My Book Rating System

My book rating system is based on 5 stars. The book must be rated at least 3 stars for a review.

3 Stars: Good story, good plot, good writing.

4 Stars: I was wowed, but something about the story fell short of perfection.

5 Stars: I was either drooling, on the edge of my seat, or falling in love.

If you would like me to review your book, please contact me at

Monday, August 8, 2011

Book Review: Ghosts of Coronada Bay, by JG Flaherty

Ghosts of Coronada Bay
JG Flaherty

This book is a more edgy YA paranormal. 16 year-old Maya is living a pretty ordinary teen-age life: she has a horny best friend with an over-active libido, deals with the sterotypical mean cheerleaders, and has an over-possessive ex-boyfriend who can't seem to take 'no' for an answer. But there's more to Maya than meets the eye, because not only can she can see ghosts, but her close proximity makes them solid. When a 100 year-old ship is dredged from the bottom of the bay, the explorers bring up more than a ship. They bring up a band of ghosts, an evil sorcerer, and a dark secret that's been hidden underwater that can destroy the world.

I liked the premise of this story, though the edgy nature is not for younger readers. There's not only the constant references to sex and teenage libidos, but a couple of death scenes that while not overly graphic, might cause some younger readers a few tense moments.

Maya and her best friend, Lucy, are fairly memorable characters and seem to be natural best friends. The cheerleaders are sterotypical in their cruelty, though the basis for their cruelty is never really defined, except the state of Maya's virginity seem to be their main focus. The description of Stuart, Maya's ex-boyfriend, is almost scary in its real-life portrayal.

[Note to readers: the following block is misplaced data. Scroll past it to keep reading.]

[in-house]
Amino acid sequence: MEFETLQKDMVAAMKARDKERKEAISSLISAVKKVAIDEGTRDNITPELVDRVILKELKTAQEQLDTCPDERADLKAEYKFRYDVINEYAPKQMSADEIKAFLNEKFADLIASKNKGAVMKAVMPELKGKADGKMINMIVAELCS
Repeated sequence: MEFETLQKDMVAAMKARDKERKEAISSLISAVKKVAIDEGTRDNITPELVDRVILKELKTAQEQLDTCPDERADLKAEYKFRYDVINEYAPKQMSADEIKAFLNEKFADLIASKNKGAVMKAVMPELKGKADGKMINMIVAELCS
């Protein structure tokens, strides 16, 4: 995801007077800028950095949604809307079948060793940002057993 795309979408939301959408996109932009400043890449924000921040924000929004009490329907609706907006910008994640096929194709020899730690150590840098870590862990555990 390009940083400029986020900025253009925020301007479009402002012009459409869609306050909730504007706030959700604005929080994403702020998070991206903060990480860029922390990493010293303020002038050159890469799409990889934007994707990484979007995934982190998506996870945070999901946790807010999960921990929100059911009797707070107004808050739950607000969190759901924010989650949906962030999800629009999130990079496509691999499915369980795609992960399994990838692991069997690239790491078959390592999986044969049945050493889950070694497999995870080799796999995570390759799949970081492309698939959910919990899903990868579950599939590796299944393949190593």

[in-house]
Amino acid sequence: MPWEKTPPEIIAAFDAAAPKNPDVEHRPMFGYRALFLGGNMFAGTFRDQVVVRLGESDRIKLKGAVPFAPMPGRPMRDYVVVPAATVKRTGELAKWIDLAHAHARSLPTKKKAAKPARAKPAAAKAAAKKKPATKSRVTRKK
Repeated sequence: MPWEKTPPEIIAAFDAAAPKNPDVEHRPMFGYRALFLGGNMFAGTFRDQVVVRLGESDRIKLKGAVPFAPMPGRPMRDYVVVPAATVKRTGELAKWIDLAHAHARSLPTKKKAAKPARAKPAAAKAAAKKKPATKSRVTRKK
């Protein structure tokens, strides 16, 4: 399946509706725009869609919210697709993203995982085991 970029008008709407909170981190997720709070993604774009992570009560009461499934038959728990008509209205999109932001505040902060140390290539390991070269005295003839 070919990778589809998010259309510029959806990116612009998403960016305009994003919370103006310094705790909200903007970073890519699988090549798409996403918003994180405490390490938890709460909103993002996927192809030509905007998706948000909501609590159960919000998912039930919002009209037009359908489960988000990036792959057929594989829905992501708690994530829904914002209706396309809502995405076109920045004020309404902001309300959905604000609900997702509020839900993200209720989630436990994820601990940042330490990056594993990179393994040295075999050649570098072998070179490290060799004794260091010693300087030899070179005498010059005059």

I had a couple of problems with this book. Maya has known she can see ghosts since an early age, yet she doesn't seem to realize when she's talking to one until it's laid out for her in black and white. It would seem to me that someone who knows about ghosts and who can talk to ghosts, would at least recognize ghosts when she meets them.

The other problem I had with the novel is that, while expertly portrayed, for the first 2/3 of the book, Stuart is a total dick. There's not one redeeming quality to this guy. And because the author uses multiple points of view, you know what he's thinking in his head, and his thoughts aren't redeeming either. Then, suddenly, within a page or 2 toward the end, he changes his ways, helps to save the day, and becomes great friends with Lucy, Maya, and her new ghost friend that, up until then, Stuart has despised. No one changes that fast, especially if the character is not set up for change earlier on. It's just not believable.

I also would have rather seen this book in one point of view. While there were some surprising twists, due to the multiple points of view, the elements of mystery and suspense were missing, and I like to have a little guesswork going when I'm reading a book.

Overall a nice read.

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